I believe that the traditional view of this evangelical/calvinist tradition of Christianity is that even if we only commit one sin as a child and died at the age of say, 16, we would still, then be monstrously evil or "depraved," and "deserving" of an eternity of torment (torture? Being burned alive forever??!) for that one sin.

    Is that a fair understanding of this notion of "deserving worse from God..." in your opinion?

    If so, why?

    Do you agree that part of the definition of Justice is that any penalty for an offense needs to be proportionate to the crime? If we were to cut off a child's hands for the crime of slapping a classmate, do you agree that this would be monstrously unjust? If so, then how do we recognize a perfectly just and perfectly loving God with the idea of such a disproportionate penalty?

    I'm asking because I've tried to get many conservative brothers to give me any kind of reasonable answer and don't feel I've ever got one (indeed, mostly, it seems the question goes ignored).

    Are you interested in discussing this with one considered a "heretic..."?


    Dan Trabue

    1. I'm not sure why you blame John Calvin - it's clearly in the bible, "For he who does wrong will receive the consequences of the wrong which he has done, and that without partiality" (Colossians 3:25) Jesus himself said “Then He will also say to those on His left, ‘Depart from Me, accursed ones, into the eternal fire which has been prepared for the devil and his angels" (Matthew 25:41)

      I truly do believe that the bible is the word of God. I may not have much time left on this earth, so I can't go about cherry-picking bible verses claiming that one doesn't fit my world view while another one does, and I don't have the guts to tell God "You're wrong!" when He tells us exactly what we are required to do and what He will do if that doesn't happen.

      I must conform to the word, and not expect God to make an exception for me just because my puny brain can't wrap around His all knowing all seeing vision. Do I hold this belief because I'm part of the elect? I don't know - Calvin is dead, God is Alive, and Jesus is my Lord, Savior, Brother, and Kinsman redeemer. It's Him I serve.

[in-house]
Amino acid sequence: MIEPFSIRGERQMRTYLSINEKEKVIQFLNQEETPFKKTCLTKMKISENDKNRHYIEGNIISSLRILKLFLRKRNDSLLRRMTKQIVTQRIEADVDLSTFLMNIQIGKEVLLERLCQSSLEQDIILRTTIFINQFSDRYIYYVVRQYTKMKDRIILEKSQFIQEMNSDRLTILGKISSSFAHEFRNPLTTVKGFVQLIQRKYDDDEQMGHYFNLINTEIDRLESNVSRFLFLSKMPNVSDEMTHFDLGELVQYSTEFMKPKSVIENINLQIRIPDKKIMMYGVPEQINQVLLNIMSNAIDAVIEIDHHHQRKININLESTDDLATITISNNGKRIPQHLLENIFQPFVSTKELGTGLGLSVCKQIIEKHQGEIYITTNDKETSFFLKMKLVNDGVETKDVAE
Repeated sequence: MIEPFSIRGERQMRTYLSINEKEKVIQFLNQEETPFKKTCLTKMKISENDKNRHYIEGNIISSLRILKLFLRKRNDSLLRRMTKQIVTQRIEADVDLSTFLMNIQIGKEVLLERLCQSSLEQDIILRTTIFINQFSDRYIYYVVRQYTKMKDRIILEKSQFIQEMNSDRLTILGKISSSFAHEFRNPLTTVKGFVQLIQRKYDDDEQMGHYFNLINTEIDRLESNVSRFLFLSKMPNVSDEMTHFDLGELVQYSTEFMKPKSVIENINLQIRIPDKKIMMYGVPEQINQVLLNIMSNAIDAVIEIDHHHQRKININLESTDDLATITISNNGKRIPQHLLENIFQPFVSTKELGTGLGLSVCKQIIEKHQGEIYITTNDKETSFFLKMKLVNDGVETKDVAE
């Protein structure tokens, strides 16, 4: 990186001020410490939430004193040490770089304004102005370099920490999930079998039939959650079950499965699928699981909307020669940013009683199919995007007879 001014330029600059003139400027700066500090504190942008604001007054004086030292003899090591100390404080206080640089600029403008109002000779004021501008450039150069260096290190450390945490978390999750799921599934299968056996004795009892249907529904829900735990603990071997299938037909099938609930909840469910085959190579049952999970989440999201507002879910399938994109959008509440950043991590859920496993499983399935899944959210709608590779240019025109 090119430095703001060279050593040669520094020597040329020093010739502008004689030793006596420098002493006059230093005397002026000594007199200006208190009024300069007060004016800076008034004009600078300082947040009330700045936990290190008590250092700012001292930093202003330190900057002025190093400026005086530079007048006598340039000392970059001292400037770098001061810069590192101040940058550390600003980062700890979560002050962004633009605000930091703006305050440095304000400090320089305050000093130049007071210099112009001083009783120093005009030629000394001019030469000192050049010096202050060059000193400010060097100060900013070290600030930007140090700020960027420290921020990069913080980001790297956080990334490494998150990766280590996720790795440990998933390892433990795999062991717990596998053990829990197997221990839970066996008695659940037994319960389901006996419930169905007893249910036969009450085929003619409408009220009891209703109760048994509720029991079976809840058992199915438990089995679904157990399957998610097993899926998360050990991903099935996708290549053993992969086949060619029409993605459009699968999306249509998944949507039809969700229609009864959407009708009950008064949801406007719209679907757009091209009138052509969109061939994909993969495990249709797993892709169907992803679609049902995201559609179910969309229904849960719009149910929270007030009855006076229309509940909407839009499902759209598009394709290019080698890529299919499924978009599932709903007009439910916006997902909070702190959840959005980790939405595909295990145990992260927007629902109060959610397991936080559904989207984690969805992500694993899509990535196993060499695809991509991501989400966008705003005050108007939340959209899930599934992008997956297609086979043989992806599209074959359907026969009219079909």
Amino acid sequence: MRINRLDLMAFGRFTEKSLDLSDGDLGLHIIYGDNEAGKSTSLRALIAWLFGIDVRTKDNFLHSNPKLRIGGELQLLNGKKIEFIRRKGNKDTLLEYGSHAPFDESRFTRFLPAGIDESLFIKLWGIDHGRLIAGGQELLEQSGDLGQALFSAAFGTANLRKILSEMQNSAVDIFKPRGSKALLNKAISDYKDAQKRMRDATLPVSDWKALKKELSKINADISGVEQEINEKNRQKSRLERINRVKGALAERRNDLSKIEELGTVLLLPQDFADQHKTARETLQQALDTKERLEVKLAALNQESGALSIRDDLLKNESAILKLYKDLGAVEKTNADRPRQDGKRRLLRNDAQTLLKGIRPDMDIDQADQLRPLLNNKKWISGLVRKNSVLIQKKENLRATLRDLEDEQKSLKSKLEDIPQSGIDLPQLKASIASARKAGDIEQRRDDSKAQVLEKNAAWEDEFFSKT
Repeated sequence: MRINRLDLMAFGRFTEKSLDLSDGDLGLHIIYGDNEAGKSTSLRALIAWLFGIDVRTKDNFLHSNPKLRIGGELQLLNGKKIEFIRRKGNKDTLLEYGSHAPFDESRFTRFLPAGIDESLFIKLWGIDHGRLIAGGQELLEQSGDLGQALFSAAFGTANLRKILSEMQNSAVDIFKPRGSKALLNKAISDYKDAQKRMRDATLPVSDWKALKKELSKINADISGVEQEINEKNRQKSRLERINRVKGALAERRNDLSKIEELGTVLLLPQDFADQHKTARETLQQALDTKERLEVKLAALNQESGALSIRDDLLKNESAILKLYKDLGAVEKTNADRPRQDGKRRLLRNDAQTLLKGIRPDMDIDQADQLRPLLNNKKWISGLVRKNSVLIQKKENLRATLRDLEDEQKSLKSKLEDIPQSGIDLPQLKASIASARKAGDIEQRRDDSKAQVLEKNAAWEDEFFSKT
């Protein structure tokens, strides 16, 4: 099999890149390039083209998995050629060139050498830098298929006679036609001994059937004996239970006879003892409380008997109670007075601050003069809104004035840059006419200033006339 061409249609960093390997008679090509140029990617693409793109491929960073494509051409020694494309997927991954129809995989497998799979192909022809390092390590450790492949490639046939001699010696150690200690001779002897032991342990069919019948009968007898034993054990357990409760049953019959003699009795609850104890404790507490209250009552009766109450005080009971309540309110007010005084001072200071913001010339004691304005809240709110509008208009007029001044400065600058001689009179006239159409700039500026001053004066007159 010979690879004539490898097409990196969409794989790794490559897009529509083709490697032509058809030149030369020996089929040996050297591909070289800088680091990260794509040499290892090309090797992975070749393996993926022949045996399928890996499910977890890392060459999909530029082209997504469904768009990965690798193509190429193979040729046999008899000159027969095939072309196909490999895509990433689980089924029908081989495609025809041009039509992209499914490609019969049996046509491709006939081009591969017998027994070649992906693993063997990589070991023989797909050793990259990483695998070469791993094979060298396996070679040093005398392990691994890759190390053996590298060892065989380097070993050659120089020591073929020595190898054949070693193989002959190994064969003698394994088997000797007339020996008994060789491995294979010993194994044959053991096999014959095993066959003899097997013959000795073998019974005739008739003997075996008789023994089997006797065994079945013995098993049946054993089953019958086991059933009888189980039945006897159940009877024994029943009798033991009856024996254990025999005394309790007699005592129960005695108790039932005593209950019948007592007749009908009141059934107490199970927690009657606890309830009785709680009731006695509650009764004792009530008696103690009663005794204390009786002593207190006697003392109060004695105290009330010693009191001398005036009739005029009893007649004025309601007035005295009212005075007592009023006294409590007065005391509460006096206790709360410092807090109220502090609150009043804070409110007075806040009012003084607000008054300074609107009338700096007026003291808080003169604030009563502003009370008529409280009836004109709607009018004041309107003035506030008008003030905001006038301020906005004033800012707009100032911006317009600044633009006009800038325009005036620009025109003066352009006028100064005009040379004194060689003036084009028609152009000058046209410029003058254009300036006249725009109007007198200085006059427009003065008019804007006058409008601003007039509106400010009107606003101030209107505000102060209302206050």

I also don't see God as merely Perfectly Loving. I also see Him as Perfectly Merciful (Psalm 103:8–17) - you ask for mercy and you get it. I see Him as Perfectly Just (Psalm 119:137) - what He says goes, with no exceptions and no favoritism. I see Him as Perfectly Holy (Leviticus 19:2; 1 Peter 1:15) - we sinful creatures are not fit to stand in His presence He is so Holy, it's only Jesus' atonement that allows that to happen. I see Him as Perfectly Wise - (Proverbs 3:19; 1 Timothy 1:17) His intellect and capacity to reason is far beyond anything we can imagine. He's so much more than a narrow view of a fluffy Love diety that many people seem to have

      God is Eternal
      God is Perfect
      God is Gracious
      God is Compassionate
      God is Jealous
      God is Merciful
      God is Mighty
      God is Almighty
      God is Slow To Anger
      God is Righteous
      God is Awesome
      God is Holy
      God is Truthful
      God is Faithful
      God is Just
      God is All Powerful
      God is a Consuming Fire

      God gave me everything - life, a planet to live on, 6 beautiful children, two beautiful grandchildren, air to breath, food to eat, a healthy brain so I can reason for myself His wonder, a disabled body so I can learn dependence on Him and not my puny self. He gave me decades without interference so I was able to explore this world learn for myself the horrors of the part of this world where atheism slaughters its people and Muslims slaughter everyone.

      Deserving worse from God? In my opinion we are an ungrateful, stiff necked, hard headed infestation that turned our back on our creator and master. He sacrificed His own son for us to save us and we dare question His word? This is the problem with the "God is love only" mindset - people start thinking that "God couldn't possibly find anything to punish in me" and worse "God is incapable of feeling anything but love toward me" Oh yeah? That's called pride, the worst sin of all. Also known as "Haughty eyes"

      16 There are six things which the Lord hates, Yes, seven which are an abomination to Him: 17 Haughty eyes, a lying tongue, And hands that shed innocent blood, 18 A heart that devises wicked plans, Feet that run rapidly to evil, 19 A false witness who utters lies, And one who spreads strife among brothers. (Proverbs 6:16-19)

      We need to stop asking "Why does God allow bad things to happen to good people" and as a question that isn't nonsense: "Why does God allow good things to happen to us bad people?"